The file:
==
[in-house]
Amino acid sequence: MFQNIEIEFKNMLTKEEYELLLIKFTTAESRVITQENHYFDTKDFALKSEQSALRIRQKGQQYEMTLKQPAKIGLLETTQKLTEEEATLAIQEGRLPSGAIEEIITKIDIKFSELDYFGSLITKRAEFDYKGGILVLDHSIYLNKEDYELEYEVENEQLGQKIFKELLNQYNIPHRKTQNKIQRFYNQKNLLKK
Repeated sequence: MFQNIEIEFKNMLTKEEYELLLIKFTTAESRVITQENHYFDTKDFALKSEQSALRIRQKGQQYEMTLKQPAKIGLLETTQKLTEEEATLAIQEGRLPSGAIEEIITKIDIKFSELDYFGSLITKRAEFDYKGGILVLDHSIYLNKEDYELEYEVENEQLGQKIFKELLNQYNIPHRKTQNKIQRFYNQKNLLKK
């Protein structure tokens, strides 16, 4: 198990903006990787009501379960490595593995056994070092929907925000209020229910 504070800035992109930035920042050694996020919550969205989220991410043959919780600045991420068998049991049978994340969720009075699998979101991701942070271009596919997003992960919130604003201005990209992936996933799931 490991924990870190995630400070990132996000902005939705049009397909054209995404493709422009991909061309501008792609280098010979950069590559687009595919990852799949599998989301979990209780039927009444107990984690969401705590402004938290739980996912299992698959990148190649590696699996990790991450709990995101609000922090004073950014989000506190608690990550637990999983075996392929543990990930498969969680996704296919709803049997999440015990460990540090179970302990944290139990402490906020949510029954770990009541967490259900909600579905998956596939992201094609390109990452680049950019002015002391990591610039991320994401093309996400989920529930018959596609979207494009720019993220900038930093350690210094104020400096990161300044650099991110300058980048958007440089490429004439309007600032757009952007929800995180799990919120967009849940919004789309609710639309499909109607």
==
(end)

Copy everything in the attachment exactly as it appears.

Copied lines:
[in-house]
Amino acid sequence: MFQNIEIEFKNMLTKEEYELLLIKFTTAESRVITQENHYFDTKDFALKSEQSALRIRQKGQQYEMTLKQPAKIGLLETTQKLTEEEATLAIQEGRLPSGAIEEIITKIDIKFSELDYFGSLITKRAEFDYKGGILVLDHSIYLNKEDYELEYEVENEQLGQKIFKELLNQYNIPHRKTQNKIQRFYNQKNLLKK
Repeated sequence: MFQNIEIEFKNMLTKEEYELLLIKFTTAESRVITQENHYFDTKDFALKSEQSALRIRQKGQQYEMTLKQPAKIGLLETTQKLTEEEATLAIQEGRLPSGAIEEIITKIDIKFSELDYFGSLITKRAEFDYKGGILVLDHSIYLNKEDYELEYEVENEQLGQKIFKELLNQYNIPHRKTQNKIQRFYNQKNLLKK
């Protein structure tokens, strides 16, 4: 198990903006990787009501379960490595593995056994070092929907925000209020229910 504070800035992109930035920042050694996020919550969205989220991410043959919780600045991420068998049991049978994340969720009075699998979101991701942070271009596919997003992960919130604003201005990209992936996933799931 490991924990870190995630400070990132996000902005939705049009397909054209995404493709422009991909061309501008792609280098010979950069590559687009595919990852799949599998989301979990209780039927009444107990984690969401705590402004938290739980996912299992698959990148190649590696699996990790991450709990995101609000922090004073950014989000506190608690990550637990999983075996392929543990990930498969969680996704296919709803049997999440015990460990540090179970302990944290139990402490906020949510029954770990009541967490259900909600579905998956596939992201094609390109990452680049950019002015002391990591610039991320994401093309996400989920529930018959596609979207494009720019993220900038930093350690210094104020400096990161300044650099991110300058980048958007440089490429004439309007600032757009952007929800995180799990919120967009849940919004789309609710639309499909109607």